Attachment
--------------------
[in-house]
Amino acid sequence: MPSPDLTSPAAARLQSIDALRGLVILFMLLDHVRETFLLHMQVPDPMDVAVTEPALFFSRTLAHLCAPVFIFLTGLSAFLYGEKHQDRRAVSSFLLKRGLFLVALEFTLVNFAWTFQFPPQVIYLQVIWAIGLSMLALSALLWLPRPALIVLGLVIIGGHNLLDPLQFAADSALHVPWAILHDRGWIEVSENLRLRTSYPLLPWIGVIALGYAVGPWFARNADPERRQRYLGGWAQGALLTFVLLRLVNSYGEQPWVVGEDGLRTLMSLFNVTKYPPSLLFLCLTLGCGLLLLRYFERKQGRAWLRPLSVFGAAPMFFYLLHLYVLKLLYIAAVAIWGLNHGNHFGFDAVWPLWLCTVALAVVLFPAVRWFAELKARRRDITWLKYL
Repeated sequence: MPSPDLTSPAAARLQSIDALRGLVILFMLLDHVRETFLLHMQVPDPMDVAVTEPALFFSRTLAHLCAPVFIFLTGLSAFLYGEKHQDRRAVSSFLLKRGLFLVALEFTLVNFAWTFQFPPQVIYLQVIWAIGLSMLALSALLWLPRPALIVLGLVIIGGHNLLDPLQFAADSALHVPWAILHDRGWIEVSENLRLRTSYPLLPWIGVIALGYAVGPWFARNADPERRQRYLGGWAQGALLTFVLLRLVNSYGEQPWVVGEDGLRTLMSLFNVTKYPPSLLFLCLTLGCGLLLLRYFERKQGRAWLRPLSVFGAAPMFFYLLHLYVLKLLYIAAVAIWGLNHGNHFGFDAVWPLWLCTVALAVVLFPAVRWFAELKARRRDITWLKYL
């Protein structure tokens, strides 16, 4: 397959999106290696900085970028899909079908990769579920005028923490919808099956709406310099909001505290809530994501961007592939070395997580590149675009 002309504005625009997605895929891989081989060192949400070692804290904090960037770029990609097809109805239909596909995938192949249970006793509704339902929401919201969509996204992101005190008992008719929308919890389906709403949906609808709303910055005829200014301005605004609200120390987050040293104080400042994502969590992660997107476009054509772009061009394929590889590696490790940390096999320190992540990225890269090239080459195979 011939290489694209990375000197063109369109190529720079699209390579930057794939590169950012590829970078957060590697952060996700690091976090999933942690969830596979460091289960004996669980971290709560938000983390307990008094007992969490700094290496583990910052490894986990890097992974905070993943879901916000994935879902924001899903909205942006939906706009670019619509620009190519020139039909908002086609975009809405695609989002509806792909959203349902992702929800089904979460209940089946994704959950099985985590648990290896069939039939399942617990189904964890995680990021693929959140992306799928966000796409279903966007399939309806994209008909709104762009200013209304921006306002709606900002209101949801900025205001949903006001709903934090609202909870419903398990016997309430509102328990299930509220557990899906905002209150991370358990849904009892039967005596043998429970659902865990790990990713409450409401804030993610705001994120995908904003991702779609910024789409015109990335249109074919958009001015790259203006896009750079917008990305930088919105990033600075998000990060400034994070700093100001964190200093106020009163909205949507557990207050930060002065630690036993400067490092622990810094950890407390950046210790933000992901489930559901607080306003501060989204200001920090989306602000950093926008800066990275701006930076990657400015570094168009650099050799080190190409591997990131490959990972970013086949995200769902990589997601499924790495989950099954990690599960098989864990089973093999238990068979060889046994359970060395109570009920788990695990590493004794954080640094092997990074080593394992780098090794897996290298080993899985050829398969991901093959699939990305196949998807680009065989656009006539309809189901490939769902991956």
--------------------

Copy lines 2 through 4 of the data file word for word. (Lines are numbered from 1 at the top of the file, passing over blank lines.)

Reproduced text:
Amino acid sequence: MPSPDLTSPAAARLQSIDALRGLVILFMLLDHVRETFLLHMQVPDPMDVAVTEPALFFSRTLAHLCAPVFIFLTGLSAFLYGEKHQDRRAVSSFLLKRGLFLVALEFTLVNFAWTFQFPPQVIYLQVIWAIGLSMLALSALLWLPRPALIVLGLVIIGGHNLLDPLQFAADSALHVPWAILHDRGWIEVSENLRLRTSYPLLPWIGVIALGYAVGPWFARNADPERRQRYLGGWAQGALLTFVLLRLVNSYGEQPWVVGEDGLRTLMSLFNVTKYPPSLLFLCLTLGCGLLLLRYFERKQGRAWLRPLSVFGAAPMFFYLLHLYVLKLLYIAAVAIWGLNHGNHFGFDAVWPLWLCTVALAVVLFPAVRWFAELKARRRDITWLKYL
Repeated sequence: MPSPDLTSPAAARLQSIDALRGLVILFMLLDHVRETFLLHMQVPDPMDVAVTEPALFFSRTLAHLCAPVFIFLTGLSAFLYGEKHQDRRAVSSFLLKRGLFLVALEFTLVNFAWTFQFPPQVIYLQVIWAIGLSMLALSALLWLPRPALIVLGLVIIGGHNLLDPLQFAADSALHVPWAILHDRGWIEVSENLRLRTSYPLLPWIGVIALGYAVGPWFARNADPERRQRYLGGWAQGALLTFVLLRLVNSYGEQPWVVGEDGLRTLMSLFNVTKYPPSLLFLCLTLGCGLLLLRYFERKQGRAWLRPLSVFGAAPMFFYLLHLYVLKLLYIAAVAIWGLNHGNHFGFDAVWPLWLCTVALAVVLFPAVRWFAELKARRRDITWLKYL
């Protein structure tokens, strides 16, 4: 397959999106290696900085970028899909079908990769579920005028923490919808099956709406310099909001505290809530994501961007592939070395997580590149675009 002309504005625009997605895929891989081989060192949400070692804290904090960037770029990609097809109805239909596909995938192949249970006793509704339902929401919201969509996204992101005190008992008719929308919890389906709403949906609808709303910055005829200014301005605004609200120390987050040293104080400042994502969590992660997107476009054509772009061009394929590889590696490790940390096999320190992540990225890269090239080459195979 011939290489694209990375000197063109369109190529720079699209390579930057794939590169950012590829970078957060590697952060996700690091976090999933942690969830596979460091289960004996669980971290709560938000983390307990008094007992969490700094290496583990910052490894986990890097992974905070993943879901916000994935879902924001899903909205942006939906706009670019619509620009190519020139039909908002086609975009809405695609989002509806792909959203349902992702929800089904979460209940089946994704959950099985985590648990290896069939039939399942617990189904964890995680990021693929959140992306799928966000796409279903966007399939309806994209008909709104762009200013209304921006306002709606900002209101949801900025205001949903006001709903934090609202909870419903398990016997309430509102328990299930509220557990899906905002209150991370358990849904009892039967005596043998429970659902865990790990990713409450409401804030993610705001994120995908904003991702779609910024789409015109990335249109074919958009001015790259203006896009750079917008990305930088919105990033600075998000990060400034994070700093100001964190200093106020009163909205949507557990207050930060002065630690036993400067490092622990810094950890407390950046210790933000992901489930559901607080306003501060989204200001920090989306602000950093926008800066990275701006930076990657400015570094168009650099050799080190190409591997990131490959990972970013086949995200769902990589997601499924790495989950099954990690599960098989864990089973093999238990068979060889046994359970060395109570009920788990695990590493004794954080640094092997990074080593394992780098090794897996290298080993899985050829398969991901093959699939990305196949998807680009065989656009006539309809189901490939769902991956």